3 Things Jewish People Should Know Before Adopting a Dog

Are you thinking of adopting a dog? Before you do, it would be prudent to give some thought to the following 3 considerations:

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Dogs and owners walking
Dogs and owners walking
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Dog Ownership Is Controversial Amongst Jewish People

You’ve no doubt heard the expression “two Jewish people, three opinions”. Dog ownership is one of those controversial topics that elicits a broad variety of opinions, some of which are contradictory.

There are many Jewish sources that affirm pet ownership to be permissible, assuming that the animals do not endanger people or their property. However, rabbis are not all in agreement about whether dog ownership, specifically, is permissible. For example, rabbis in the Israeli city of Elad have banned the keeping of dogs; yet in the municipality of Misgave, the chief Orthodox rabbi has declared that residents are allowed to keep guard dogs, guide dogs and dogs for emotional support.

If you choose to get a dog, you should be aware that there may be people in your community who will frown on that decision.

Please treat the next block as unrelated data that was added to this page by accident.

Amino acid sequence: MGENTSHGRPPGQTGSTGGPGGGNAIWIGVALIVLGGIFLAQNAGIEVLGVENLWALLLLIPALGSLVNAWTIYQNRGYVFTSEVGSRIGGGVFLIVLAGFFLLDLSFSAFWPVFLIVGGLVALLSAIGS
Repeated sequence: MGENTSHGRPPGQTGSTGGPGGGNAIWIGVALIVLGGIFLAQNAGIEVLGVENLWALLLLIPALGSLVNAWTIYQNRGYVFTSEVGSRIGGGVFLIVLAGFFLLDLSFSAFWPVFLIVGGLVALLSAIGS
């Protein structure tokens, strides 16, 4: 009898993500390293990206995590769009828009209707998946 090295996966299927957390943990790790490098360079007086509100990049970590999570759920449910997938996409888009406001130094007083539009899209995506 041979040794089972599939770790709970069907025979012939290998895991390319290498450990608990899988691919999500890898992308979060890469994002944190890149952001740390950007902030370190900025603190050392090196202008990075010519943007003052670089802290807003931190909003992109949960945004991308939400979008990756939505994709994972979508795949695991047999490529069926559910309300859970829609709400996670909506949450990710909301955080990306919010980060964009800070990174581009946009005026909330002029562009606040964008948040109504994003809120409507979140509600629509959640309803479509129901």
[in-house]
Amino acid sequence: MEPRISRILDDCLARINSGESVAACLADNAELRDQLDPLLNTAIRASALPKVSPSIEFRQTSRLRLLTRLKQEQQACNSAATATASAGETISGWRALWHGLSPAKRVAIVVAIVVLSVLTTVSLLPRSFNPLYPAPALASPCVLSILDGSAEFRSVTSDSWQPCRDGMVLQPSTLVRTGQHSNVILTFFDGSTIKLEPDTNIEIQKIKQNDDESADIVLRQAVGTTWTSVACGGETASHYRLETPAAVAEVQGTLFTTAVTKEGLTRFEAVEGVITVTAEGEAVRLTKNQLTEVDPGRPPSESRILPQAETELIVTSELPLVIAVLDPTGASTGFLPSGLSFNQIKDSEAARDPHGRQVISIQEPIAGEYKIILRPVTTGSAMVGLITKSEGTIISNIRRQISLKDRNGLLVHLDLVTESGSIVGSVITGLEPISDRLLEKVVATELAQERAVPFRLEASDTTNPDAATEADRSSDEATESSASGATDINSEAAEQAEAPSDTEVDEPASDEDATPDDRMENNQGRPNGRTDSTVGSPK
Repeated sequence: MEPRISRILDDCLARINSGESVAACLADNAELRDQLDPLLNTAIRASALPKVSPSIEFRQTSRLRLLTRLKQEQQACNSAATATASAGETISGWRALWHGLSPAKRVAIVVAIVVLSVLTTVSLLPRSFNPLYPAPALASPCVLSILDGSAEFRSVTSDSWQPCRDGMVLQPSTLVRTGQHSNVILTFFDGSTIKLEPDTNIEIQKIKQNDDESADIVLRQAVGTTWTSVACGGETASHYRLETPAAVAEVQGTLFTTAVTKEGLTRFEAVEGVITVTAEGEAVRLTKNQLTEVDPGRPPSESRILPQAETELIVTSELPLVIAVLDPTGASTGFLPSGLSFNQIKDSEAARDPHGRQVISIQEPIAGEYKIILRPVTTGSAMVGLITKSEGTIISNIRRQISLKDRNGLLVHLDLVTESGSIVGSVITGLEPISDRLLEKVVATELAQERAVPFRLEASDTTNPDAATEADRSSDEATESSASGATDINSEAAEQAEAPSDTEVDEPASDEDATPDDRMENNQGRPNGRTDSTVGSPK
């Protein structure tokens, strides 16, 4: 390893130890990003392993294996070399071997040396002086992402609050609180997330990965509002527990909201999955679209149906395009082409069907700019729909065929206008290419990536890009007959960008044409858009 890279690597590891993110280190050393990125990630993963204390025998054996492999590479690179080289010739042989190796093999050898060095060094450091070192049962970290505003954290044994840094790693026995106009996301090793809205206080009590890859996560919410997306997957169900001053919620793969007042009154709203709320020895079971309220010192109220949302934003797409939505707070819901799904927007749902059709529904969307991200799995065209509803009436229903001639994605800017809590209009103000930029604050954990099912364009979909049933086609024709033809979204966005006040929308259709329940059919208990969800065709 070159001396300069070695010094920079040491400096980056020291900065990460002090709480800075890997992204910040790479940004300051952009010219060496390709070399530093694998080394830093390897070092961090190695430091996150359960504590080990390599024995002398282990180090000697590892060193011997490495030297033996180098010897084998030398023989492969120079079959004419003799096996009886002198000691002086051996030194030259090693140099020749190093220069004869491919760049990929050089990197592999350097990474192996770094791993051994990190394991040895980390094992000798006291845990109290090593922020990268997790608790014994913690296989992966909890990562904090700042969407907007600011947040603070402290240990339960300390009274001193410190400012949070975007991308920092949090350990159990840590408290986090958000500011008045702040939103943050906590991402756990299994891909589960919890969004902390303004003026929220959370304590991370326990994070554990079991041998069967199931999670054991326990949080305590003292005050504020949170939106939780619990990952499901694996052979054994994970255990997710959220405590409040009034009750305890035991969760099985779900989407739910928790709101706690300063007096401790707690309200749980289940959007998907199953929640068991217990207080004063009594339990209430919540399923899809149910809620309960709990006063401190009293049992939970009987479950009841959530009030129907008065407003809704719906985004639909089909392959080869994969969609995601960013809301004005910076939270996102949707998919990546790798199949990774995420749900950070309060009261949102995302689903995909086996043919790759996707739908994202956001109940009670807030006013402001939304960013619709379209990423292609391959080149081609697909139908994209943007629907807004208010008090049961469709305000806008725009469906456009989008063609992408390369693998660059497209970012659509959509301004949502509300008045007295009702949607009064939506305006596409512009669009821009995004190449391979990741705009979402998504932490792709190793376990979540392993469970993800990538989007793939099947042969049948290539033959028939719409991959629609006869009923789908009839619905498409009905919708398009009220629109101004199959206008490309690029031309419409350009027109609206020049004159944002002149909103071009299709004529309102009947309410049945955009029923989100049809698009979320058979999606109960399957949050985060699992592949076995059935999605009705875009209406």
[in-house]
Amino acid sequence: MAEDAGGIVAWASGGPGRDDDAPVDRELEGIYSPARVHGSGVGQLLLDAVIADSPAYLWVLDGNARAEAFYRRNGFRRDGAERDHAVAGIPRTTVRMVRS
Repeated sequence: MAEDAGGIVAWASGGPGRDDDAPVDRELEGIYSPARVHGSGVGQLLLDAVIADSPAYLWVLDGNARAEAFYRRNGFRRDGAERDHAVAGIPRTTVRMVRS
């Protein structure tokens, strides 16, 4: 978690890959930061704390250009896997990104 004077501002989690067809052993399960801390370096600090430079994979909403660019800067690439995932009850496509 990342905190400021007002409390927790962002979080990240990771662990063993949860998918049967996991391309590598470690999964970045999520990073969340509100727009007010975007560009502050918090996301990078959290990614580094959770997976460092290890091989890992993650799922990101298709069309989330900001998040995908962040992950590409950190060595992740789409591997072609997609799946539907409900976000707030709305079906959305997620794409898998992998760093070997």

Owning a Dangerous Dog Is Prohibited

According to Jewish halacha, it is not only prohibited to own a dangerous dog; it is furthermore prohibited to own a dog that could even be perceived as dangerous.

Why must we be concerned with whether or not a dog appears to be dangerous, even if it isn’t actually a particularly dangerous animal?

There’s a story in the Talmud that sheds light on this prohibition. The story is about a pregnant woman who was so terrified of a barking dog that she miscarried her baby as a result of her encounter with it.

Indeed, there are many Jewish people who are sincerely afraid of dogs. This fear is something we need to be aware of and sensitive to.

If you do decide to adopt a dog, it’s best to choose a dog with a non threatening appearance, a sweet disposition and a gentle demeanor. You should also be sure of choosing an appropriate leash for keeping the dog with you when you walk it. This is one of the methods you can use for reassuring others that you will not allow your dog to cause them harm.

Jewish Law Prohibits Spaying or Neutering Animals

Some of our scholars have inferred from Leviticus 22:24 that it is not permissible for Jewish people to spay or neuter their animals. However, this interpretation has been controversial. There are plenty of Jewish people who either don’t agree with this prohibition or simply ignore it – including officials in the Israeli government, who are actively maintaining a program to neuter the feral cats in Israel.

Some Jews believe that it isn’t a problem for Jewish people to own a neutered animal -- that it is only a problem for a Jewish person to actually commit the act of neutering the animal or requesting that another person do so. If this is your view of the situation, the logical workaround would be to adopt a dog that has already been neutered.

Now that you’ve given some thought to these 3 important things, you’re better equipped to make a well informed decision about whether or not it would be a good idea for you to adopt a dog.



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